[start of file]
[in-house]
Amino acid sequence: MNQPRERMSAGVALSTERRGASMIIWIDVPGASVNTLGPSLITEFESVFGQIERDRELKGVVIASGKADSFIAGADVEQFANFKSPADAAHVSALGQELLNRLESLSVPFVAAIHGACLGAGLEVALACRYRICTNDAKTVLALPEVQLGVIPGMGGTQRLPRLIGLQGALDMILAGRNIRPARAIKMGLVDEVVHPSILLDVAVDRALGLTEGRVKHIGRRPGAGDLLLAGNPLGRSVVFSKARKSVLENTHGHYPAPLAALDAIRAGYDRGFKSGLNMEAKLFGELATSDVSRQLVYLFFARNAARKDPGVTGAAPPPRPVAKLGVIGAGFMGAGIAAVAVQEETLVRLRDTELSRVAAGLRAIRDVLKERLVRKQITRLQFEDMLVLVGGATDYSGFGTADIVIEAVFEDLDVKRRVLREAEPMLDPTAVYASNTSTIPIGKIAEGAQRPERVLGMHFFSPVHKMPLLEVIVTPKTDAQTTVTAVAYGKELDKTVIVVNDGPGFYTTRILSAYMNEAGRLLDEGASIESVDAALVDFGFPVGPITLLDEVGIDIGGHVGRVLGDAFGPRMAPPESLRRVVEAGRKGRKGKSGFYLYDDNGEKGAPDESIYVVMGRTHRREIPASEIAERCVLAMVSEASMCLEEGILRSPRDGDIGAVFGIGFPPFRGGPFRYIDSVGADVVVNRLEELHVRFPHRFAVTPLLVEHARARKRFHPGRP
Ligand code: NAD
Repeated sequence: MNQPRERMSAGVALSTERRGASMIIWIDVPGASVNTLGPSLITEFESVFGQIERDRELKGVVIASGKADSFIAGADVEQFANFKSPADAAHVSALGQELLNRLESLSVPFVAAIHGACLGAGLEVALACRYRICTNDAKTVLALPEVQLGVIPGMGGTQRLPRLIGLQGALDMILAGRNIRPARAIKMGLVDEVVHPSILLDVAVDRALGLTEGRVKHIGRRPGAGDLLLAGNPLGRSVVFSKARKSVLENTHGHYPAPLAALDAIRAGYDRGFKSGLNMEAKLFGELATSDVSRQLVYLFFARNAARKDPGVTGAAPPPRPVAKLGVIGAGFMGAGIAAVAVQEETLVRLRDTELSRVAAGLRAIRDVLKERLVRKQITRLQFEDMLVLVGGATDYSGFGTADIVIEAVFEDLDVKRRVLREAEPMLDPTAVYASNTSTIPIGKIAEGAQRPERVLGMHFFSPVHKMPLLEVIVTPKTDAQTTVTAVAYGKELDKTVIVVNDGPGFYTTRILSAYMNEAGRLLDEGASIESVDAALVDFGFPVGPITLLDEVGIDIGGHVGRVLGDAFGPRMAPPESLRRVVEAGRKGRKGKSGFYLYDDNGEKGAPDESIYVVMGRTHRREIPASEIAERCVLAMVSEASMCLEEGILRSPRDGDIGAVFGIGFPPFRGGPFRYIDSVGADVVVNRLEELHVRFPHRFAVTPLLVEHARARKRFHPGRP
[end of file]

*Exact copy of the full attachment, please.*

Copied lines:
[in-house]
Amino acid sequence: MNQPRERMSAGVALSTERRGASMIIWIDVPGASVNTLGPSLITEFESVFGQIERDRELKGVVIASGKADSFIAGADVEQFANFKSPADAAHVSALGQELLNRLESLSVPFVAAIHGACLGAGLEVALACRYRICTNDAKTVLALPEVQLGVIPGMGGTQRLPRLIGLQGALDMILAGRNIRPARAIKMGLVDEVVHPSILLDVAVDRALGLTEGRVKHIGRRPGAGDLLLAGNPLGRSVVFSKARKSVLENTHGHYPAPLAALDAIRAGYDRGFKSGLNMEAKLFGELATSDVSRQLVYLFFARNAARKDPGVTGAAPPPRPVAKLGVIGAGFMGAGIAAVAVQEETLVRLRDTELSRVAAGLRAIRDVLKERLVRKQITRLQFEDMLVLVGGATDYSGFGTADIVIEAVFEDLDVKRRVLREAEPMLDPTAVYASNTSTIPIGKIAEGAQRPERVLGMHFFSPVHKMPLLEVIVTPKTDAQTTVTAVAYGKELDKTVIVVNDGPGFYTTRILSAYMNEAGRLLDEGASIESVDAALVDFGFPVGPITLLDEVGIDIGGHVGRVLGDAFGPRMAPPESLRRVVEAGRKGRKGKSGFYLYDDNGEKGAPDESIYVVMGRTHRREIPASEIAERCVLAMVSEASMCLEEGILRSPRDGDIGAVFGIGFPPFRGGPFRYIDSVGADVVVNRLEELHVRFPHRFAVTPLLVEHARARKRFHPGRP
Ligand code: NAD
Repeated sequence: MNQPRERMSAGVALSTERRGASMIIWIDVPGASVNTLGPSLITEFESVFGQIERDRELKGVVIASGKADSFIAGADVEQFANFKSPADAAHVSALGQELLNRLESLSVPFVAAIHGACLGAGLEVALACRYRICTNDAKTVLALPEVQLGVIPGMGGTQRLPRLIGLQGALDMILAGRNIRPARAIKMGLVDEVVHPSILLDVAVDRALGLTEGRVKHIGRRPGAGDLLLAGNPLGRSVVFSKARKSVLENTHGHYPAPLAALDAIRAGYDRGFKSGLNMEAKLFGELATSDVSRQLVYLFFARNAARKDPGVTGAAPPPRPVAKLGVIGAGFMGAGIAAVAVQEETLVRLRDTELSRVAAGLRAIRDVLKERLVRKQITRLQFEDMLVLVGGATDYSGFGTADIVIEAVFEDLDVKRRVLREAEPMLDPTAVYASNTSTIPIGKIAEGAQRPERVLGMHFFSPVHKMPLLEVIVTPKTDAQTTVTAVAYGKELDKTVIVVNDGPGFYTTRILSAYMNEAGRLLDEGASIESVDAALVDFGFPVGPITLLDEVGIDIGGHVGRVLGDAFGPRMAPPESLRRVVEAGRKGRKGKSGFYLYDDNGEKGAPDESIYVVMGRTHRREIPASEIAERCVLAMVSEASMCLEEGILRSPRDGDIGAVFGIGFPPFRGGPFRYIDSVGADVVVNRLEELHVRFPHRFAVTPLLVEHARARKRFHPGRP